It’s a crucial aspect of the application process, but the medicine personal statement is often tricky to get right. Being asked to neatly condense the reasoning behind your medical application and convince the admissions officers of your suitability is no easy feat. But just remember that the personal statement is well within your control. Unlike your exam results which are at the mercy of a test paper! It’s a reasonable request for a university to make in order to further differentiate their applicants, and it’s your chance to shine!
The key to an outstanding personal statement is in the word ‘personal’. You have to sound like you and no-one else. Avoid clichéd phrases (even though the feeling might be genuine) as they come across as formulaic and look like you haven’t tried hard enough to think for yourself. Try your best to cut down on vague, filler-type sentences and keep the statement personal to your own journey and medical aspirations! This will keep your reader more engaged and make your application more memorable.
A great way to start off your statement could be to make a mind map.
This way you can clearly visualise your motivations for studying medicine. Incorporate any work experience (medical or volunteering etc.) which has reinforced your aspirations, as well as any additional activities that show what your values are. From here you can start to form a clearer structure for your statement. It should address the five key points outlined below…
1) Work Experience/shadowing
You should have made at least one visit with a healthcare professional in a clinical setting. In your statement reflect on what you experienced and how it supports your suitability for Medicine. Try and be as specific as you can. It’s important to remember that admissions officers are not looking for the applicant with the most amazing, hands-on work experience, but rather one who has learned something. A thoughtful reflection on how a simple conversation with a nurse furthered your resolution to study medicine would be more impressive than an applicant who observed an 8-hour long heart surgery, and took nothing away from it.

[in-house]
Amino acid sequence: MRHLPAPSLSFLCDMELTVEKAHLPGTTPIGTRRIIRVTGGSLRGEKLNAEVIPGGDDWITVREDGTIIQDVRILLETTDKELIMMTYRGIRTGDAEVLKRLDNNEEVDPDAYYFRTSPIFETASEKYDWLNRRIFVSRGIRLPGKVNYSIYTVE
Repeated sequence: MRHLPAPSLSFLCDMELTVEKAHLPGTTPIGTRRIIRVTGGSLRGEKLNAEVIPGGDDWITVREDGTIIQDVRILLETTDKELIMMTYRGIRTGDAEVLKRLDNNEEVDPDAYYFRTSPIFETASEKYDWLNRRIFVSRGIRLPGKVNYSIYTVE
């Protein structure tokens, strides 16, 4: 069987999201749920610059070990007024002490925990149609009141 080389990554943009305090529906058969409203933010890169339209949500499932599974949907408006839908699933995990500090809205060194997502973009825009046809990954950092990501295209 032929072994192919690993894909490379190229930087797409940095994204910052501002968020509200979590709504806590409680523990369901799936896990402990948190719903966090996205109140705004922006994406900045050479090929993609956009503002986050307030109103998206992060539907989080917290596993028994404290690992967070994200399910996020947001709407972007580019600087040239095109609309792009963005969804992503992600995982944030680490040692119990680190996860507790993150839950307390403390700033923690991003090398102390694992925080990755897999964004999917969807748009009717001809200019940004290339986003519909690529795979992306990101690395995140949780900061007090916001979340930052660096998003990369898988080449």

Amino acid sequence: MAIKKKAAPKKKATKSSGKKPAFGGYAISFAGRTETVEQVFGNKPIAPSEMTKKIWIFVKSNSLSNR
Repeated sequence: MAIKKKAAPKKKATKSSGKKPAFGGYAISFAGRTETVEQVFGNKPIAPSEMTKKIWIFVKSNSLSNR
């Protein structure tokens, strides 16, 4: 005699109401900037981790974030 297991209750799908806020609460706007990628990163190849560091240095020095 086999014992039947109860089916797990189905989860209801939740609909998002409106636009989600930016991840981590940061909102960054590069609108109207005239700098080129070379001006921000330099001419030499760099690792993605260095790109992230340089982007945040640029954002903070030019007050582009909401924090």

For example, you could comment on the comradery of the junior doctors and nurses, how they support each other during hectic days on the ward. You could then mention how you’ve developed similar qualities, such as empathy and teamwork, in your own life. You could also reflect upon how you would respond to a situation differently in the future – reflection in this context is vital as a doctor. Or you might like to remark on a larger issue which you observed (such as lack of beds) showing your awareness of the strains on the NHS, or the corresponding healthcare provider in your country. However, it’s worth mentioning that regardless of where you’re from, as an applicant to the UK you are expected to be familiar with the history, structure and principles of the NHS.
2) Showing inquiry and interest outside of the syllabus (wider reading)
Reading books, signing up to medical journals, listening to podcasts and watching medical documentaries demonstrate that your enthusiasm extends beyond the IB.
This motivation is what will propel you through a demanding 5/6 years at medical school. Alluding to this in your personal statement will show the admissions officers that you have a genuine interest in medicine. Anything you mention in your personal statement is open for query at interview. So don’t mention a book you haven’t read unless you want to be embarrassed! As an IB student, your science IA or EE could also be worth mentioning, as conducting your own research is something that places you apart from the pack. The same thoughtful writing style applies when talking about any wider reading. Explain and reflect upon what you’ve learnt, don’t just list books!